By Mohamed Elshinnawi
10 August 2009
An American non-profit organization dedicated to political reform in the Middle East concludes in a new report that proposed changes in U.S. foreign aid to the region could be a mixed blessing for those working to promote democracy in that troubled part of the world.
The report by the Washington-based Project on Middle East Democracy (POMED) applauds the major increases being requested of Congress by the Obama Administration in its 2010 foreign operations budget. The report says those increases should dispel any notion that the White House is steering clear of the previous administration's so-called freedom agenda and abandoning efforts to actively promote democracy in the Middle East.
POMED's advocacy director, Stephen McInerney, says the Administration's budget request, which is likely to be approved by the Congress later this year, contains large increases for programs to promote democracy and good governance across the broader Middle East and North Africa. The proposed funding for these programs, over $1.5 billion, is more than double the 2009 request.
McInerney adds that funding for democracy and governance programs now makes up 14 percent of total U.S. assistance to the region, the highest percentage yet. But despite these positive signs, the requested budget falls short in some significant, and discouraging ways, McInerney says.
"One would be a shift in the Arab world toward funding democracy and governance programs through the foreign governments, through the Arab regimes, and (another would be) the decrease -- the 29 percent decrease -- in funding for independent civil society groups across the Arab world."
In particular, says McInerney, funding for civil society groups is cut most sharply in two countries -- Egypt and Jordan. Both are key U.S. allies and important partners in the Arab-Israeli peace process.
Marina Ottaway, the director of the Middle East Program at the independent Carnegie Endowment for International Peace, believes the reduction in direct U.S. aid to grass-roots democracy activists in these two countries is a concession to their autocratic leaders and a clear indication of President Obama's policy priorities in the region. "I think the Obama administration has set for itself a goal to achieve peace in the Middle East, " Ottaway says. "Obviously, peace in the Middle East would do a lot to promote stability and then you could promote the democracy agenda. And that's why I think the Obama administration is willing to sacrifice a democracy agenda as long as it can get cooperation from Arab countries on the peace process."
Ottaway believes President Obama will have to put pressure on Arab regimes to open up what she calls "some political space" for opposition groups. And she says Obama should raise the issue of democracy in his strategic dialogues with the leaders of key Arab countries, such as Egypt.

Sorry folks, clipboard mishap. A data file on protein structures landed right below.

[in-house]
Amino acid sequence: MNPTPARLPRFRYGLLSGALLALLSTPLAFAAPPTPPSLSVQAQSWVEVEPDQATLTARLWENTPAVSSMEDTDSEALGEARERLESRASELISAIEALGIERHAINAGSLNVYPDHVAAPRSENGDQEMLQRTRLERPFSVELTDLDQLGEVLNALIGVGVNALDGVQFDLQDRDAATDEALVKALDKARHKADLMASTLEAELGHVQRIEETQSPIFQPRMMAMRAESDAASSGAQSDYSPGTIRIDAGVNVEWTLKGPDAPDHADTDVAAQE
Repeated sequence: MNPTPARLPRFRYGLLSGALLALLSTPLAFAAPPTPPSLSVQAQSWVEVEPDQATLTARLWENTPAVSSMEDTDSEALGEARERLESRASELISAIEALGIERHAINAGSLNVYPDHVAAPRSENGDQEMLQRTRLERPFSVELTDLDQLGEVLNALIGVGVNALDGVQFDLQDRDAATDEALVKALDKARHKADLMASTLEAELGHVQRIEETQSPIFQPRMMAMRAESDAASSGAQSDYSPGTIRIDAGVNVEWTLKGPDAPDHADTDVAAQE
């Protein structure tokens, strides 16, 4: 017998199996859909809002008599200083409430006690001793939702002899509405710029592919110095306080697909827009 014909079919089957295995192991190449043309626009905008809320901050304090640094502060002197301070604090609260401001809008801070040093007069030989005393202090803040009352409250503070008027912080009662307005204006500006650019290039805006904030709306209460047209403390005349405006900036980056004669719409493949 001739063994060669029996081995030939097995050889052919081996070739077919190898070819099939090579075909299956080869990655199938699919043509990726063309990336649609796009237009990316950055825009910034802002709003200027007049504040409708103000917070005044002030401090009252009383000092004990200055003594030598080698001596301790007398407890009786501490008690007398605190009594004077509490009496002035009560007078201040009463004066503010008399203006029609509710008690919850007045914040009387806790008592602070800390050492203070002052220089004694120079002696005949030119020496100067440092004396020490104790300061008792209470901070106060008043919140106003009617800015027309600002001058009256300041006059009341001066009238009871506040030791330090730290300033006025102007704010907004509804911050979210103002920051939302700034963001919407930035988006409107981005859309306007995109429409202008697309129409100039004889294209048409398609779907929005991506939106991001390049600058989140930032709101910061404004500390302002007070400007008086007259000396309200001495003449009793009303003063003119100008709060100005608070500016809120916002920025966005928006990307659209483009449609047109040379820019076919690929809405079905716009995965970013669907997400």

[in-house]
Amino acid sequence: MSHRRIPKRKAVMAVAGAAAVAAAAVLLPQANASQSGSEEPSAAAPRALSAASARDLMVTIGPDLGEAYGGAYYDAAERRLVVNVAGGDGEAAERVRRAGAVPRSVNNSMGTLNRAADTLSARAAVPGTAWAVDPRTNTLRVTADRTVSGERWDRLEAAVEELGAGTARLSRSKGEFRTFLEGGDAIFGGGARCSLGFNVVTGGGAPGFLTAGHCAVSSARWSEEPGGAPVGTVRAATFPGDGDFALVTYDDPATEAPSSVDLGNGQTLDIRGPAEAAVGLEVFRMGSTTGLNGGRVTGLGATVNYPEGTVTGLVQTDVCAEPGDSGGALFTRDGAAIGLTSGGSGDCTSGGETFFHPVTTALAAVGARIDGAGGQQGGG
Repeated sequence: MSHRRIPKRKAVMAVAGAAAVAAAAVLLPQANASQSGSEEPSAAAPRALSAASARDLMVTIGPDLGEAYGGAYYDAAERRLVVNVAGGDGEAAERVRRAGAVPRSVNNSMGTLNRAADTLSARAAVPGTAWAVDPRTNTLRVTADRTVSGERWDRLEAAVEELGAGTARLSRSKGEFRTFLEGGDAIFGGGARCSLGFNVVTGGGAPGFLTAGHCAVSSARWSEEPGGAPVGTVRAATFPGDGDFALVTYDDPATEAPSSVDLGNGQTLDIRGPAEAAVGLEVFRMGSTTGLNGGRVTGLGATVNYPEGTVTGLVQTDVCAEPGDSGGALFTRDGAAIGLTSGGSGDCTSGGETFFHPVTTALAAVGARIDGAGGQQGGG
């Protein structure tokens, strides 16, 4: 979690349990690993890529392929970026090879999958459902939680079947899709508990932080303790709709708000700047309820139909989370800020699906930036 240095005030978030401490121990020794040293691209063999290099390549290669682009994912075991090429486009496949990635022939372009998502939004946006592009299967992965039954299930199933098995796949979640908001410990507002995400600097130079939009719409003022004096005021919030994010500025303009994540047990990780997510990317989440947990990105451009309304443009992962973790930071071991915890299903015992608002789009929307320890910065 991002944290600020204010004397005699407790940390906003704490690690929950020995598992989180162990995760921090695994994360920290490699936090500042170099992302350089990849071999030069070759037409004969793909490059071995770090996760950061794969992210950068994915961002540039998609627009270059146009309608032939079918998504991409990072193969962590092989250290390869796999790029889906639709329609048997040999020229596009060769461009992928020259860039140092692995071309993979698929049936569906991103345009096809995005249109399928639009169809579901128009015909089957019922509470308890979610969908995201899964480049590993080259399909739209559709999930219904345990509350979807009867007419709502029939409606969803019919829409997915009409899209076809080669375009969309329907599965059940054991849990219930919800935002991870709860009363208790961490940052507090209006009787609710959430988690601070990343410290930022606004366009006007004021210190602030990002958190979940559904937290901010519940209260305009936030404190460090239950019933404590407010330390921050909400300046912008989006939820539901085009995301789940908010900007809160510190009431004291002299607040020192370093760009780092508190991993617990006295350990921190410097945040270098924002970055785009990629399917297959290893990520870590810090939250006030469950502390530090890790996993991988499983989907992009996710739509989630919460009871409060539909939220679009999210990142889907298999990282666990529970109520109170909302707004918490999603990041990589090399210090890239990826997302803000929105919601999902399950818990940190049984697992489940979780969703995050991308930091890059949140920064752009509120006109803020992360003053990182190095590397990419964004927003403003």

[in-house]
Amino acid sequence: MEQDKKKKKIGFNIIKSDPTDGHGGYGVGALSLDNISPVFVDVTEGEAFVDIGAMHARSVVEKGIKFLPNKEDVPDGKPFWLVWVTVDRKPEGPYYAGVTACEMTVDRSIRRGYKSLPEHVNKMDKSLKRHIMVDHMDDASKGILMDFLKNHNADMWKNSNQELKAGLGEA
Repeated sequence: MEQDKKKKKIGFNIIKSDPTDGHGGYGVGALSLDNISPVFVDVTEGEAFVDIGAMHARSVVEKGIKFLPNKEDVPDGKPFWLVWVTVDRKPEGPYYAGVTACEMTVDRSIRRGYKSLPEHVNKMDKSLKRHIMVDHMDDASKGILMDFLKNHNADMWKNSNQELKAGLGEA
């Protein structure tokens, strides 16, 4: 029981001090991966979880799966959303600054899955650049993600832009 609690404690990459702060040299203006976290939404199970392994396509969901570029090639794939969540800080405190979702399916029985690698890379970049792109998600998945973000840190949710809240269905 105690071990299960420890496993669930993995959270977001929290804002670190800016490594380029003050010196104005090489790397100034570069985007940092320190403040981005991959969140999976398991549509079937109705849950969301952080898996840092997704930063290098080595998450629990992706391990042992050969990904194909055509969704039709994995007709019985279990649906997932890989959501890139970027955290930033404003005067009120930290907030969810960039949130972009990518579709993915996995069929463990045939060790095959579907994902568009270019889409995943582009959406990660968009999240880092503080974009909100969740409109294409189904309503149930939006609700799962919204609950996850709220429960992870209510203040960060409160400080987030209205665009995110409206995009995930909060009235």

The report by the Project on Middle East Democracy notes that the most dramatic increases in U.S. funding for democracy and governance programs will be in Afghanistan, Pakistan and Iraq, where civil society groups would receive a tenfold increase in American aid. Thomas Melia, the deputy executive director of Freedom House, a non-profit group that promotes democracy around the world, says this means fully 86 percent of U.S. global spending on democracy and governance programs is being allocated to just three countries currently at war. Melia believes this could be seen as a reasonable investment in post-conflict government reorganization and civil society development. But Melia worries that it might also suggest a direct connection between U.S. war efforts and U.S. promotion of democracy in the Middle East.
The Freedom House official adds that the concentration of aid funding in these three embattled countries also means less money will be available for successful democracy promotion programs in other countries. Thomas Melia believes the Obama administration should pursue a two-pronged strategy on this issue. "They need to be able to work with governments on matters of mutual interest," he says. "They also, I hope, will find a way to be engaged broadly with civil society and with opposition parties and independent groups to demonstrate that the American interest in countries is not just with their governments, but with the quality of life that the people of those countries enjoy."
The POMED report notes that given the large-scale protests following Iran's presidential elections in June, it is likely that Congress will approve the $40 million requested by the White House for the Near East Regional Democracy Fund. That fund has been supporting Iranian democracy through a variety of educational and cultural exchange programs and by making Persian language information available on line through international broadcasting.
But the Carnegie Endowment's Marina Ottaway questions whether U.S. funding for democracy and governance in the Middle East can be effective when so many governments in the region continue to suppress dissent and stifle true democratic reform. Ottaway doubts that outside funding can trigger reform under these circumstances, and she has little hope for any kind of democratic awakening - the so-called Arab Spring that some Western analysts had predicted a few years ago. The Middle East analyst does hope that, beyond its new budget request, the Obama Administration will provide more explicit statements of U.S. policy on democracy promotion in the region.
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